PICTURES FROM CHIPPA COMMUNITY – https://www.handblockprint.com/
PROCESS OF BAGRU PRINTING
Printing the fabric is a time taking process where the craftsmen bestow all its skill and passion into the textile. The process is completed in various steps like-
- HARI SARANA – This is the first step, where the raw plain cloth is washed with the paste of cow-dung, soda and sesame seeds to make it free from any impurities.
- The cloth is washed and dried.
- HARAD Treatment– The cloth is then soaked in solution of water and harda — a natural mordant made from the myrobalan fruit to give a yellowish tint to the fabric.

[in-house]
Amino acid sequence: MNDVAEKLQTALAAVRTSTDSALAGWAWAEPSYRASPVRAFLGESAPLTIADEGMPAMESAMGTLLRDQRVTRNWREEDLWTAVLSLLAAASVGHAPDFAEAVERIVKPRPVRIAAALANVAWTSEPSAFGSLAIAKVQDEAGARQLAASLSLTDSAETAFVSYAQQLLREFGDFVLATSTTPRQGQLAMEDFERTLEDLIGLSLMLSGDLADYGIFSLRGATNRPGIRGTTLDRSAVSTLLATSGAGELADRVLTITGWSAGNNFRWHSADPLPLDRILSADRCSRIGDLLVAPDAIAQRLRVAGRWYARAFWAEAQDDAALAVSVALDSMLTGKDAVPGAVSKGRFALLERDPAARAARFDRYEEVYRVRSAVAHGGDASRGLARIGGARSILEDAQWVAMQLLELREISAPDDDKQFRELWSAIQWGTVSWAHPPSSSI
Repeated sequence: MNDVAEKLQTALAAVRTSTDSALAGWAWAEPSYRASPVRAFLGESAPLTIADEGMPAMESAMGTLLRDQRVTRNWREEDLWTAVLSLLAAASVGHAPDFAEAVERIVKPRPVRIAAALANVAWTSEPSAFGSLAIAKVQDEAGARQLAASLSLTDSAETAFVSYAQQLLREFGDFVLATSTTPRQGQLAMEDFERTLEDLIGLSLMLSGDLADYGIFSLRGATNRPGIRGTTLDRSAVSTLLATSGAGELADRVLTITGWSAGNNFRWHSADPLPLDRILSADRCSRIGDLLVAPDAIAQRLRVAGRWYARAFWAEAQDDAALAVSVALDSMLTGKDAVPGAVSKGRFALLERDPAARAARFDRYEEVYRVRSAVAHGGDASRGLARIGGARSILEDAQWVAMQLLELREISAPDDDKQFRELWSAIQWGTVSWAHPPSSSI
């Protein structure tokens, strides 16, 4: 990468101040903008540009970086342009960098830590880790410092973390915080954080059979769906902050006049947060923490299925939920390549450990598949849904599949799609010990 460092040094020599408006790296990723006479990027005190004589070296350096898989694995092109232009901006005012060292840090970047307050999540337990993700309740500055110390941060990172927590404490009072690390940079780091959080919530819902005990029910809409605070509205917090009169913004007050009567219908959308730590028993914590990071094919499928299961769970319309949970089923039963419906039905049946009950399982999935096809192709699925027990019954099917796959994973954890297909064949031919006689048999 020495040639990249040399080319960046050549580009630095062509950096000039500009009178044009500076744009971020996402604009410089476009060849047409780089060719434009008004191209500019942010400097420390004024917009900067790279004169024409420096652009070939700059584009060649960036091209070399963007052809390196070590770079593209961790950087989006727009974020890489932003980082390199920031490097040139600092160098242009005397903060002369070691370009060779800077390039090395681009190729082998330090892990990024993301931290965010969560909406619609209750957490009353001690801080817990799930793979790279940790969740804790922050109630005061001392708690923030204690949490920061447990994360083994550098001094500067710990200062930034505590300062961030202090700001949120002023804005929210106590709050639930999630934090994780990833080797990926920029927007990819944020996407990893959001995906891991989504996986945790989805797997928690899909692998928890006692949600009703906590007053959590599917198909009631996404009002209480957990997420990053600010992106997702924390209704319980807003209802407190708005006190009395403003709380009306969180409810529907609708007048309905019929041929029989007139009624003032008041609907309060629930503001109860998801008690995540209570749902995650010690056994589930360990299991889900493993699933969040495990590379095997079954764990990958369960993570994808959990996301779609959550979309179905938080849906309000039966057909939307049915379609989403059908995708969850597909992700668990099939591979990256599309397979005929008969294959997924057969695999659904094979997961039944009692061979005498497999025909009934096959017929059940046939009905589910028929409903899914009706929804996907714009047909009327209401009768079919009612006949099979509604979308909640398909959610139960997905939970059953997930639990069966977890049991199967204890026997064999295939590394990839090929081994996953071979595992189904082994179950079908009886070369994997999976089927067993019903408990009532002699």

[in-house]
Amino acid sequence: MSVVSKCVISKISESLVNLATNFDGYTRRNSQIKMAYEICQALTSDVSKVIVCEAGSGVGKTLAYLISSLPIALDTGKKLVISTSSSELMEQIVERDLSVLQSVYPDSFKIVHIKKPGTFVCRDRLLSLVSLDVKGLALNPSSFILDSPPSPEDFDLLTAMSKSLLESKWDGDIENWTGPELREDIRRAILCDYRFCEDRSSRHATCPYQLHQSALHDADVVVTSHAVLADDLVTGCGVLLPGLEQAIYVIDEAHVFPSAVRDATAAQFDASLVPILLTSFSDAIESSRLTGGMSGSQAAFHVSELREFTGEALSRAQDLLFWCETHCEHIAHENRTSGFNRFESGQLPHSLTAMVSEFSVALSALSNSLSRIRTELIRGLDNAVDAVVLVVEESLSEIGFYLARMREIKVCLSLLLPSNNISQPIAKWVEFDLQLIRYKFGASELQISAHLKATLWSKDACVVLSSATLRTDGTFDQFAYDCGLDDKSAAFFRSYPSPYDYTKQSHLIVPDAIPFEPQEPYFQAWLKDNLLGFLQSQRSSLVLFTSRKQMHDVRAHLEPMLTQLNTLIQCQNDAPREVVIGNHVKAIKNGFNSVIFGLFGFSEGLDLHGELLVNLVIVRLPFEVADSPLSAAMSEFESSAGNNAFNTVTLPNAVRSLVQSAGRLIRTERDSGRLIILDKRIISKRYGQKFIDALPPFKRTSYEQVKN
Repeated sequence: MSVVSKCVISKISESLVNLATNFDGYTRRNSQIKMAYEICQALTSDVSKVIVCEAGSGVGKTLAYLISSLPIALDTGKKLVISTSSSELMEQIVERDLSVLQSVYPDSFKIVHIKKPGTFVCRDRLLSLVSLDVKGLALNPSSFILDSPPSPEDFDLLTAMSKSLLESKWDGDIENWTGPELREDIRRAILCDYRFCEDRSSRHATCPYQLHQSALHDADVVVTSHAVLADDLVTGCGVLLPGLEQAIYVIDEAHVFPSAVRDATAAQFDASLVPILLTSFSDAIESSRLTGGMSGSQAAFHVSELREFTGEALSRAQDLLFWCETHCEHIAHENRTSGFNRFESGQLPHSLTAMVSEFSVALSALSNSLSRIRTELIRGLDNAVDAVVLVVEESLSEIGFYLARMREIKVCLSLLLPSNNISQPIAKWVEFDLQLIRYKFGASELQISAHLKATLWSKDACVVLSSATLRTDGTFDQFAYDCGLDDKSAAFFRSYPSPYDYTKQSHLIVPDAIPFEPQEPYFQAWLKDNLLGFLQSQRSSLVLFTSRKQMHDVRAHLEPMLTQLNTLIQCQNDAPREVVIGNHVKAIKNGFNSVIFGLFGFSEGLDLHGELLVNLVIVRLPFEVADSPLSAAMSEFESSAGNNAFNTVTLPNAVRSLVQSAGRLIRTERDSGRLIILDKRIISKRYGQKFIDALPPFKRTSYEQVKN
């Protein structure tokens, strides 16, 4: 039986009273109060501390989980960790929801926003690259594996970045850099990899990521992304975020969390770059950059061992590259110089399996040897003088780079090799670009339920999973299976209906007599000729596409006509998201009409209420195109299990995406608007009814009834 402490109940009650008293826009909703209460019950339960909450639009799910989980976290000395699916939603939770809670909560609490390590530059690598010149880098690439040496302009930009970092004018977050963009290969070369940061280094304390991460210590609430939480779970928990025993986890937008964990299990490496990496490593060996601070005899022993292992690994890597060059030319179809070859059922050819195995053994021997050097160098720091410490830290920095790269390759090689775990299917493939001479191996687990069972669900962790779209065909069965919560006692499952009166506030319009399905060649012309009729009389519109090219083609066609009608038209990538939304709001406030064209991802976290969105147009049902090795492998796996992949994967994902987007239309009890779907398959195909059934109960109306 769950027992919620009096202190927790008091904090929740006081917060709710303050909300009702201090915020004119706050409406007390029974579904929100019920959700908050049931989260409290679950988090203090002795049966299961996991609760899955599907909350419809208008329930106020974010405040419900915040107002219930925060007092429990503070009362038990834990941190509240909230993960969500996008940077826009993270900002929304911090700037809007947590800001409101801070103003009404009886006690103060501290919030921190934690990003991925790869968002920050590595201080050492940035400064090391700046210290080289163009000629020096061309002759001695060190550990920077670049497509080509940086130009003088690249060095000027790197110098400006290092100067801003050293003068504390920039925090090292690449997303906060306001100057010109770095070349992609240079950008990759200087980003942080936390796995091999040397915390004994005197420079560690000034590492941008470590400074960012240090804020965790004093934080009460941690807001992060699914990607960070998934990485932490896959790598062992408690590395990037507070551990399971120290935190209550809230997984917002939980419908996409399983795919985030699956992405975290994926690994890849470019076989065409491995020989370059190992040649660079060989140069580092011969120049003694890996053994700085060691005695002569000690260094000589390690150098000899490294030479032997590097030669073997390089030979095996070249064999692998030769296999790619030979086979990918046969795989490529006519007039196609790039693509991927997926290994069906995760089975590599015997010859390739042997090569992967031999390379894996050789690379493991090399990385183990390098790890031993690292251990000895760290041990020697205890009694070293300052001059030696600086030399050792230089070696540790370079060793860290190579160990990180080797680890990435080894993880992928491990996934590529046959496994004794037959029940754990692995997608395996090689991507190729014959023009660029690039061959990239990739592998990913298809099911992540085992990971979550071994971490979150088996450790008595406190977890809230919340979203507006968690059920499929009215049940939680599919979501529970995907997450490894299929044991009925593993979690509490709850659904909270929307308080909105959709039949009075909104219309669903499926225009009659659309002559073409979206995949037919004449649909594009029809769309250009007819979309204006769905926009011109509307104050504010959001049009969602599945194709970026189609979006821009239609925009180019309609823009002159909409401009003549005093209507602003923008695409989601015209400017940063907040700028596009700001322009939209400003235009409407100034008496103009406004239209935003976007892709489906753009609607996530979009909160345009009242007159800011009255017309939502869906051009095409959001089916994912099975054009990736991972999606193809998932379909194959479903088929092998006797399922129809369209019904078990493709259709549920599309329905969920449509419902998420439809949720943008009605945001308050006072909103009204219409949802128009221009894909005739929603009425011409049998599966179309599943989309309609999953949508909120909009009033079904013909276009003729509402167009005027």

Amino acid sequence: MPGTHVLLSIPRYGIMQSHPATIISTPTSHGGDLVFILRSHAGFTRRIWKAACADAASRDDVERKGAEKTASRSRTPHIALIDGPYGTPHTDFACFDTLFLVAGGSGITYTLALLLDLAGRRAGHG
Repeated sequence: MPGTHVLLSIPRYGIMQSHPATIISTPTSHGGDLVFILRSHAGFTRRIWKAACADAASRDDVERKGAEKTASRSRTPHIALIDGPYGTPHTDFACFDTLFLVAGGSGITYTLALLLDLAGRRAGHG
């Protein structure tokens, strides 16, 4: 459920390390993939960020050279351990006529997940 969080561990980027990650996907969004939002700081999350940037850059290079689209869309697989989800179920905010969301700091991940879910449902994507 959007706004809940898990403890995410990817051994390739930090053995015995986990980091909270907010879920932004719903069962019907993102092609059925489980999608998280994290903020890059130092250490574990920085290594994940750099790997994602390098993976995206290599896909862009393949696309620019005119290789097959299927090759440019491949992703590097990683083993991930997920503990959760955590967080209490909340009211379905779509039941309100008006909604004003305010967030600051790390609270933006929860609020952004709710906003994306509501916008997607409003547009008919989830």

- This produces light cream color background and differentiate it from another dyieng art-‘Sanganer‘, always on white ground.
- The fabric is then dried in the sun. Ample of water and sunshine are prime requirements for the process. (used water is recycled and charged into underground).
- Wooden blocks used for printing are soaked overnight in mustard oil and then washed.
- Printing is done on wooden table to get neat and tidy stamping.
- Then the dyed fabric is stamped with the beautiful designs known as blocks.
- The dyeing process can be repeated over and over until the desired color is achieved.
- After printing, the cloth is left for drying in the sun for a final touch-up.
BAGRU PRINTING – ALL NATURAL COLORS